Stocks slip as virus restrictions tighten; sterling weakens
By Caroline Valetkevitch NEW YORK (Reuters) - Stocks on global indexes mostly eased on Monday as worries escalated over increasing COVID-19 cases and economic restrictions, while sterling slumped as Britain and the European Union have yet to narrow their differences on a trade deal. On Wall Street, the U.S.
By Caroline Valetkevitch
NEW YORK (Reuters) - Stocks on global indexes mostly eased on Monday as worries escalated over increasing COVID-19 cases and economic restrictions, while sterling slumped as Britain and the European Union have yet to narrow their differences on a trade deal.
On Wall Street, the U.S. benchmark S&P 500 slipped 0.2%, retreating from its recent record high, but the Nasdaq posted a record closing high as investors snapped up mega-cap growth stocks.
Authorities in California, the most populous U.S. state, on Monday compelled much of the state to close shop and stay at home the day after it reported a record 30,000-plus new coronavirus cases.
Investor eyes also continue to be on negotiations between Republicans and Democrats in the U.S. Congress for approval of further coronavirus relief.
"It is just kind of a waiting game, we are waiting to see if there is going to be any stimulus attached to this funding bill," said Ross Mayfield, investment strategy analyst at Baird.
Expectations of a U.S. stimulus aid package gathered pace after weak payrolls data on Friday.
The Dow Jones Industrial Average fell 148.47 points, or 0.49%, to 30,069.79, the S&P 500 lost 7.16 points, or 0.19%, to 3,691.96 and the Nasdaq Composite added 55.71 points, or 0.45%, to 12,519.95.
Large-cap growth stocks, which had underperformed value stocks in recent weeks as investors looked to names likely to benefit from a reopened economy, edged up while value declined.
The MSCI world equity index < .MIWD00000PUS>, which tracks shares in 49 countries, was down 0.1%, while the pan-European STOXX 600 index ended down 0.3%.
British and EU leaders will meet face-to-face to try to seal a post-Brexit trade deal after failing again to narrow their differences on Monday.
That could raise the chance of a disorderly parting of ways at the end of the month.
Sterling fell in a sentiment reversal from Friday when the British currency rose to a 19-month high against the dollar.
Sterling was last trading at $1.34, down 0.51% on the day.
Investors also await an EU summit starting on Thursday to break an impasse over a 1.8 trillion-euro coronavirus aid package, as well as the last European Central Bank policy meeting of the year on the same day.
In the bond market, yields on most U.S. Treasuries fell as rising coronavirus caseloads drove investors to buy the safe-haven securities.
Benchmark 10-year notes last rose 13/32 in price to yield 0.93%, from 0.97% late on Friday.
Oil prices slipped, with traders weighing the positive impact from an OPEC+ deal on production against increasing coronavirus cases.
Brent crude fell 46 cents, or 0.9%, to settle at $48.79 a barrel. U.S. crude fell 50 cents, or 1.1%, to settle at $45.76 a barrel. Spot gold prices gained.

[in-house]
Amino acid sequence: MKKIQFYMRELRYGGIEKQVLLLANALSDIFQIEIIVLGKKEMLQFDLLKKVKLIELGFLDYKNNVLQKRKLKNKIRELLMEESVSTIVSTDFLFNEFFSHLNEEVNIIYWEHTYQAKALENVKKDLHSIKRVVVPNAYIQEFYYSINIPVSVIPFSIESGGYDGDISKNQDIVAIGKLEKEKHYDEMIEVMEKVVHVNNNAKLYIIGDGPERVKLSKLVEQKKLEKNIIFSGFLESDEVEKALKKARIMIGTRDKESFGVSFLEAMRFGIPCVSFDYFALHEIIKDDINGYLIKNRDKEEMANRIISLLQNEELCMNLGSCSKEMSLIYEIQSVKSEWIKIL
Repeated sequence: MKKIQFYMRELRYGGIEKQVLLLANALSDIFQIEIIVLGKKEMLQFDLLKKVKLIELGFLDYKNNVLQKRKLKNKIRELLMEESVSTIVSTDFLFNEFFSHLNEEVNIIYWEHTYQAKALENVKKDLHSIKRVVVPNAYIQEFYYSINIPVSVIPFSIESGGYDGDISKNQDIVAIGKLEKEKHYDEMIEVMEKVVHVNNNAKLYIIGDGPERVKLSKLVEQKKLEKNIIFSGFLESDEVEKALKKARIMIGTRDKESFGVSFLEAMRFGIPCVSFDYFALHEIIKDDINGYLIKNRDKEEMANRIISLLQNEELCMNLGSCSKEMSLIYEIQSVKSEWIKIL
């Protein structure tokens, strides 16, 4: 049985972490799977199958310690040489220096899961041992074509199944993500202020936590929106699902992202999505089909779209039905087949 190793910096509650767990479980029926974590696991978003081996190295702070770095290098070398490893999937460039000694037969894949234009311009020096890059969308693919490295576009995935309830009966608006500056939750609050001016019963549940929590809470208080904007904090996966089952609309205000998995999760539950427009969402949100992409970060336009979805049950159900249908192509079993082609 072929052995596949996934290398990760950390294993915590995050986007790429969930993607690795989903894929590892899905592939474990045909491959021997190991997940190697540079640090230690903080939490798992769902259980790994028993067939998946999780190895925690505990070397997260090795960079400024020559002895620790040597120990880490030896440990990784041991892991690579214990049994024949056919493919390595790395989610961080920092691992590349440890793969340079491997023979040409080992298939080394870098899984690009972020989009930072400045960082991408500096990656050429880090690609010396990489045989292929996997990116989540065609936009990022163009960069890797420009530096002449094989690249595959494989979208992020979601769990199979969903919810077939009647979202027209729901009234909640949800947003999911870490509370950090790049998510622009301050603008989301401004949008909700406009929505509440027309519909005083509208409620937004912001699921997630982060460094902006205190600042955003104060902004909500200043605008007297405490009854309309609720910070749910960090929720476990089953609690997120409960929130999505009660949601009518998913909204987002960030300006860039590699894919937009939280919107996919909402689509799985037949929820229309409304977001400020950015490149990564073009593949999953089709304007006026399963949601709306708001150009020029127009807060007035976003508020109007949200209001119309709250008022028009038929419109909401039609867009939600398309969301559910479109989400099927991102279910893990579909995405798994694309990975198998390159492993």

(Reporting by Caroline Valetkevitch in New York; Additional reporting Chuck Mikolajczak, Gertude Chavez-Dreyfuss and Stephanie Kelly in New York and Ross Kerber in Boston; Editing by Jonathan Oatis, Matthew Lewis and Sonya Hepinstall)
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By Robin Emmott and John Irish | BRUSSELS/PARIS BRUSSELS/PARIS France and Germany will agree to a U.S. plan for NATO to take a bigger role in the fight against Islamic militants at a meeting with President Donald Trump on Thursday, but insist the move is purely symbolic, four senior European diplomats said.The decision to allow the North Atlantic Treaty Organization to join the coalition against Islamic State in Syria and Iraq follows weeks of pressure on the two allies, who are wary of NATO confronting Russia in Syria and of alienating Arab countries who see NATO as pushing a pro-Western agenda."NATO as an institution will join the coalition," said one senior diplomat involved in the discussions. "The question is whether this just a symbolic gesture to the United States
BEIJING Chinese President Xi Jinping on Wednesday called for greater efforts to make the country's navy a world class one, strong in operations on, below and above the surface, as it steps up its ability to project power far from its shores.China's navy has taken an increasingly prominent role in recent months, with a rising star admiral taking command, its first aircraft carrier sailing around self-ruled Taiwan and a new aircraft carrier launched last month.With President Donald Trump promising a US shipbuilding spree and unnerving Beijing with his unpredictable approach on hot button issues including Taiwan and the South and East China Seas, China is pushing to narrow the gap with the U.S. Navy.Inspecting navy headquarters, Xi said the navy should "aim for the top ranks in the world", the Defence Ministry said in a statement about his visit."Building a strong and modern navy is an important mark of a top ranking global military," the ministry paraphrased Xi as saying.